On June 7, a nonprofit by the name of Moms for America held a press conference on the Capitol grounds in Washington, D.C. to speak out about biological men competing in women’s sports across the country. H.R. 734, otherwise known as the Protection of Women’s Sports Act of 2023 has passed the House and is waiting for the Senate to schedule a vote. Professional and collegiate athletes gathered to share their stories along with different state representatives, all united under one objective: calling on the Senate to act and pass the bill.
Tennessee State Representative Diana Harshbarger (R) stated, “I know, as a health care professional, you cannot change somebody’s DNA.” She went on to note how we are in the middle of a spiritual battle. “As the Bible says, what is looked at as evil is now being looked at as good, and what is good is being looked at as evil. That is a spiritual message that I want to send to every American. … We cannot legislate morality.”
One by one, several female athletes also shared their experiences of competing with men identifying as women. Each experience was unique, yet all shared the same conclusion: sex is biology, not identity, and females simply cannot compare to males in terms of athleticism.
Macy Petty, a collegiate volleyball player, was the first to speak on behalf of the girls. Men increasingly stealing opportunities in women’s sports is a “direct threat to the integrity of the competition,” she emphasized. Early in her career, Petty had an opportunity to showcase her skills in front of several scouts. “On the other team was a very tall and athletic man,” she stated. “I did not sign up to be in a co-ed league. … The ruling authorities decided this boy’s feelings overrode our opportunity to play in a female only league. … With his biological advantages, he wooed the college scouts. I hate to think what young lady was passed over to make room for him on their [female] college team.”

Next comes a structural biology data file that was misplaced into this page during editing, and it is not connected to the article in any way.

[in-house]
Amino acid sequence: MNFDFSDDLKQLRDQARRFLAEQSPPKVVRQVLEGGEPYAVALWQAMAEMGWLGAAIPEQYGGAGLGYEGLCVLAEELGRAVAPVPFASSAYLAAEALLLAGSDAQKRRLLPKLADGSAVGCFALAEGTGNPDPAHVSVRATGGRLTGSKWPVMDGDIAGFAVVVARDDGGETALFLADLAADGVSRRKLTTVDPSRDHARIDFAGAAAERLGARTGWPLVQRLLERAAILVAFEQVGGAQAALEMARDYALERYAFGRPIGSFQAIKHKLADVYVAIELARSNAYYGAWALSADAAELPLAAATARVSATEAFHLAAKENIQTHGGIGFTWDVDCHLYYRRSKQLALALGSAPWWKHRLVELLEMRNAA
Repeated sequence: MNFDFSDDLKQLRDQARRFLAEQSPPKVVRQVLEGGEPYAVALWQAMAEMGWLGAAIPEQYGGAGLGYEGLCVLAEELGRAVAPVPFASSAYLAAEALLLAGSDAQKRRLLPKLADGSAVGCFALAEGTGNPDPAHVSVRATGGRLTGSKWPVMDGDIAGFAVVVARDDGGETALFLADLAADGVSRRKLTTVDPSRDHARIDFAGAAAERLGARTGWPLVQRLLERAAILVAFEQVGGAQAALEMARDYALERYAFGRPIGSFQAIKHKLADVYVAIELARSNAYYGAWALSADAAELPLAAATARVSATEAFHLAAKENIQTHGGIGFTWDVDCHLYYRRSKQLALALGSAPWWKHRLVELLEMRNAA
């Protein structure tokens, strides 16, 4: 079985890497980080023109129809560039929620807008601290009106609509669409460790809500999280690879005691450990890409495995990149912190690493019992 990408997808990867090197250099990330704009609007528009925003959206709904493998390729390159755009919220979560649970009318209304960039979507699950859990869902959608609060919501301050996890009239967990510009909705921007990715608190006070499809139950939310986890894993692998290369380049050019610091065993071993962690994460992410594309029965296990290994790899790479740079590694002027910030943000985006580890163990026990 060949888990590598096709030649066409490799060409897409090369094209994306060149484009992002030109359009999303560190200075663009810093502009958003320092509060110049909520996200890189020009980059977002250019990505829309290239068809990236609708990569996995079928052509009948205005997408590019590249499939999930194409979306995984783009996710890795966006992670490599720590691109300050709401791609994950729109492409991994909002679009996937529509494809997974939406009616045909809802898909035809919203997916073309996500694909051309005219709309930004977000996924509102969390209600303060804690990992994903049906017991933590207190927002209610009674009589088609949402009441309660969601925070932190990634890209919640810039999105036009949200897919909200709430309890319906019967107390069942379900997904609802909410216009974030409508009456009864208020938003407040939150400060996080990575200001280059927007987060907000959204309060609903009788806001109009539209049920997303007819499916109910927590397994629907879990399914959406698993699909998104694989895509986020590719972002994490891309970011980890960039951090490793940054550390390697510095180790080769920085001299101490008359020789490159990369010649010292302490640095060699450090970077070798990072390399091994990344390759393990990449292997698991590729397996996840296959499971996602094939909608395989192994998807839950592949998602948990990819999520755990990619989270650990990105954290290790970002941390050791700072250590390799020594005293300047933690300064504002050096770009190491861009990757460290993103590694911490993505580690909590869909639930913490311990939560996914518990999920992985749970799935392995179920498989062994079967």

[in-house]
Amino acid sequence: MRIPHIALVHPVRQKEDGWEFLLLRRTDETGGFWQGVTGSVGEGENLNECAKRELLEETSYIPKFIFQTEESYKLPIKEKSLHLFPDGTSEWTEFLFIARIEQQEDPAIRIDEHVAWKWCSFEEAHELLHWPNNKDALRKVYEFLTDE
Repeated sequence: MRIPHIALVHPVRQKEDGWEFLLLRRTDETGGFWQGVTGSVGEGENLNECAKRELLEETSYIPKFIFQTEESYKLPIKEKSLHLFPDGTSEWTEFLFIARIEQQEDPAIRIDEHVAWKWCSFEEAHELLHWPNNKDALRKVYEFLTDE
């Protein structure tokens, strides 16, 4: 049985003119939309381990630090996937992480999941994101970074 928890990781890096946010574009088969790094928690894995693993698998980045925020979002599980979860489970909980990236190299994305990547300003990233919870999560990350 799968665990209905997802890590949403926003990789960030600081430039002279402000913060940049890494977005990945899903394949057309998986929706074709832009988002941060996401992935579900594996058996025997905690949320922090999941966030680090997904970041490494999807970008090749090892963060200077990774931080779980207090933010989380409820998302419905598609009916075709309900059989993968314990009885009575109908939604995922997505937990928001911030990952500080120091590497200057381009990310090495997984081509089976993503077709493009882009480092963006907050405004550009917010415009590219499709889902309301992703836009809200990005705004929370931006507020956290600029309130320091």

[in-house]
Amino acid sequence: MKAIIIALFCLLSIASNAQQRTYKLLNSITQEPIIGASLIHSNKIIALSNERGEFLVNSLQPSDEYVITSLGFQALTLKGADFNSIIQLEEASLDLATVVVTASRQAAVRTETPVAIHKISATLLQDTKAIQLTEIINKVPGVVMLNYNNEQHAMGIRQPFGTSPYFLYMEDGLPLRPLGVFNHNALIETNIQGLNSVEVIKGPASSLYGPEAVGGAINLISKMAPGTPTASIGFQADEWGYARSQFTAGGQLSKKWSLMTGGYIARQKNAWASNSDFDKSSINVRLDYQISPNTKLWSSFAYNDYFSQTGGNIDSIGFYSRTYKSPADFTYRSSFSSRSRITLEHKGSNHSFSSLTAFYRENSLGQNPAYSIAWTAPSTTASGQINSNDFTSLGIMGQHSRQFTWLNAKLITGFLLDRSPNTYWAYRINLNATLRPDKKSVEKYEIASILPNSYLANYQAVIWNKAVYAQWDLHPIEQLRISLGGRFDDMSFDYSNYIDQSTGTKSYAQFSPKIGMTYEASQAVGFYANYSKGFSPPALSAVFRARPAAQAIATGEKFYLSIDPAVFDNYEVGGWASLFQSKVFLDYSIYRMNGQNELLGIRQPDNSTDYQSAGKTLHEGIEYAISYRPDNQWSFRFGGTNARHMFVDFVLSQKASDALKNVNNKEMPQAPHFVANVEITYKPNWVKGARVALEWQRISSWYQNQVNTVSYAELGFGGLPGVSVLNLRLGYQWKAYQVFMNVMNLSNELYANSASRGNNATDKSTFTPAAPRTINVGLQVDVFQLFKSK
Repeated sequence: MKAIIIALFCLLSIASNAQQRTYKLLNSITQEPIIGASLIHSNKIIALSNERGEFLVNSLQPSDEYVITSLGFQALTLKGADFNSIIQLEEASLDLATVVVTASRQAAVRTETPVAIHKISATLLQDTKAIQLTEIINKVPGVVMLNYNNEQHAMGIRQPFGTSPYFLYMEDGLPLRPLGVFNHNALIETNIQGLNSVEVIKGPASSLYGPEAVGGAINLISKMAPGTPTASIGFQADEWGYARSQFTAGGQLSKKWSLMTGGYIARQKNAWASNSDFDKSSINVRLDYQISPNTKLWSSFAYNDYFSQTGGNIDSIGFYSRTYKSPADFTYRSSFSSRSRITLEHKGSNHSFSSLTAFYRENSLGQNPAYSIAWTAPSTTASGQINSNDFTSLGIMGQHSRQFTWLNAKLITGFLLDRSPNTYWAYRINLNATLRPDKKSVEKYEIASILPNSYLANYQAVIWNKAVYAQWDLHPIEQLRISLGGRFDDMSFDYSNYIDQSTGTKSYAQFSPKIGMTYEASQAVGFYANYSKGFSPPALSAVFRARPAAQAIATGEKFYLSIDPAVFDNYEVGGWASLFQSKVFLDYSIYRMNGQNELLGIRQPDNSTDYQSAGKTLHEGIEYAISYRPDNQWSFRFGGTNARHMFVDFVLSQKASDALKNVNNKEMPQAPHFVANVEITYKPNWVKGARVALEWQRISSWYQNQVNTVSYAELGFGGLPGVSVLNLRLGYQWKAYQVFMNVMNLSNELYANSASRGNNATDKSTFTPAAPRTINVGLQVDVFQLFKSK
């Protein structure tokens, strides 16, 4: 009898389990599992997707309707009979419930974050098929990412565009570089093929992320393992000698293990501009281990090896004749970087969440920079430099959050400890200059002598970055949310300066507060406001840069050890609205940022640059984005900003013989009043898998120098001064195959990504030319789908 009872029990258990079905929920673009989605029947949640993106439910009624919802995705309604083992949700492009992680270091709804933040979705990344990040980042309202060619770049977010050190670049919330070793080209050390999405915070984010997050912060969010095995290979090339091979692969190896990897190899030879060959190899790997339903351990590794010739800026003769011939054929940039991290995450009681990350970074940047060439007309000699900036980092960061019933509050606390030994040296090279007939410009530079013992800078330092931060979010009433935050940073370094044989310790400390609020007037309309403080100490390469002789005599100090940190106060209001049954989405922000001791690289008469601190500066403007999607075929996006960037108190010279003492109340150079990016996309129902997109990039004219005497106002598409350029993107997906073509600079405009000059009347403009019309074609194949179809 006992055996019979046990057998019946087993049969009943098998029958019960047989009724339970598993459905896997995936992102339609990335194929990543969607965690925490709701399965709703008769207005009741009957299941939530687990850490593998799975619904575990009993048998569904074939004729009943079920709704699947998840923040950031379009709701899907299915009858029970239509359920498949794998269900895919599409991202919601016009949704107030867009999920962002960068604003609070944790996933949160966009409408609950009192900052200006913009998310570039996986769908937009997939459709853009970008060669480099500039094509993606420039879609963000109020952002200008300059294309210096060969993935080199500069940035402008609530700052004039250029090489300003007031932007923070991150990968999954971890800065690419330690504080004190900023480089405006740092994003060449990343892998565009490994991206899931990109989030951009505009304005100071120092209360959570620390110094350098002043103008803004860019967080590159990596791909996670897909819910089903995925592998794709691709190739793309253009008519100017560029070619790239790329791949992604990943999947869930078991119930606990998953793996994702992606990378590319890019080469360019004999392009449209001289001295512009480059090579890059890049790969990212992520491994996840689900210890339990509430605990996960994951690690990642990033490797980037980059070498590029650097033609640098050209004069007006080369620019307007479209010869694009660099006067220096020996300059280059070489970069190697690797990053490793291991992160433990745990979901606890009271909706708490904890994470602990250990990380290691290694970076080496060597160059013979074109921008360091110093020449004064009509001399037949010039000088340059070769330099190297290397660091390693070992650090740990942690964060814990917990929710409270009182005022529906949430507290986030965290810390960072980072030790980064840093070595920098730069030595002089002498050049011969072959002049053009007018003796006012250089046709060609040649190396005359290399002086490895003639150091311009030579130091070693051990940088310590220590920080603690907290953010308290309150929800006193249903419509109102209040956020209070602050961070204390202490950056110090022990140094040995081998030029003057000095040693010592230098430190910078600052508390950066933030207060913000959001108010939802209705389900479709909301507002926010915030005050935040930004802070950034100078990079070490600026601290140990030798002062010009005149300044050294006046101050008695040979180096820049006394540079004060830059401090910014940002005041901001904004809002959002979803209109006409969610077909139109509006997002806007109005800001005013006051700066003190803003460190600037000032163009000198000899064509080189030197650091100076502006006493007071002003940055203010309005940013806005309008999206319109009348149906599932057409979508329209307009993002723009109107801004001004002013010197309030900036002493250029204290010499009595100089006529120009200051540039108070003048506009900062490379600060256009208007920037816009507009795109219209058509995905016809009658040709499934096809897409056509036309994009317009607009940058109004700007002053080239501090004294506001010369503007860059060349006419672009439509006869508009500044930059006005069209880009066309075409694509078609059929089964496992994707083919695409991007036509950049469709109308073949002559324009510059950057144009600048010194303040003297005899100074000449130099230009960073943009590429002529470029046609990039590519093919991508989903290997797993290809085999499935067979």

After Petty shared her experience, other female athletes stepped forward with similar, heartbreaking stories about times that they were robbed of their sports opportunities as well. To conclude the press conference, Idaho State Representative Barbara Ehardt (R) spoke about how she has been an avid voice in this fight for sports equality throughout her lifetime. “I spent years fighting for opportunities for our girls and women [with Title IX]. Now we’re going backwards,” she said.
Ehardt emphasized how the culture is claiming to make sports a place of humanity, inclusion, and community by allowing men to compete against women. “Folks, I’m telling you, that’s not it at all,” she said. “When it comes to athletics, when it comes to keeping your job, it is about winning. If it wasn’t about winning, players wouldn’t get cut and coaches wouldn’t get fired. It’s about winning, make no mistake, and we cannot compete with the male counterparts.” Ehardt concluded by expressing how her passions have heightened since Title IX was first enacted in 1964. This is not an issue that’s relevant only to the present batch of competitors, she contended. This is an issue that has been debated and fought over for decades. “People, it’s a movement. … Step up, be courageous.”
The fight for integrity in women’s sports is raging, because it questions a fundamental truth. As Kassidy Comer, former college basketball player, told The Washington Stand, “You [cannot] ignore God’s plan for who we’re made to be. You know, we were crafted in the womb in His image, and He does not make mistakes. So, when you’re looking at it saying, ‘I know I was born this way, but I feel like I might be this way,’ that is just spiritual warfare, and that is my strong belief as a Christian.”
When asked how her faith helped her be bold in this fight, Comer responded, “I believe we are called to speak truth into this world. We are called to be salt and light. Salt and light can be invasive sometimes, [it] might hurt somebody’s feelings, but we’re called to speak truth … and that is one thing I’ve really tried to do with the platform I’ve been blessed with.”
Debbie Kraulidis, the vice president of Moms for America, stated that this fight is not an easy one, but it is certainly necessary. “We are going to put the pressure on the Senate to pass this bill,” she said. “It is up to us … to protect women’s sports.”
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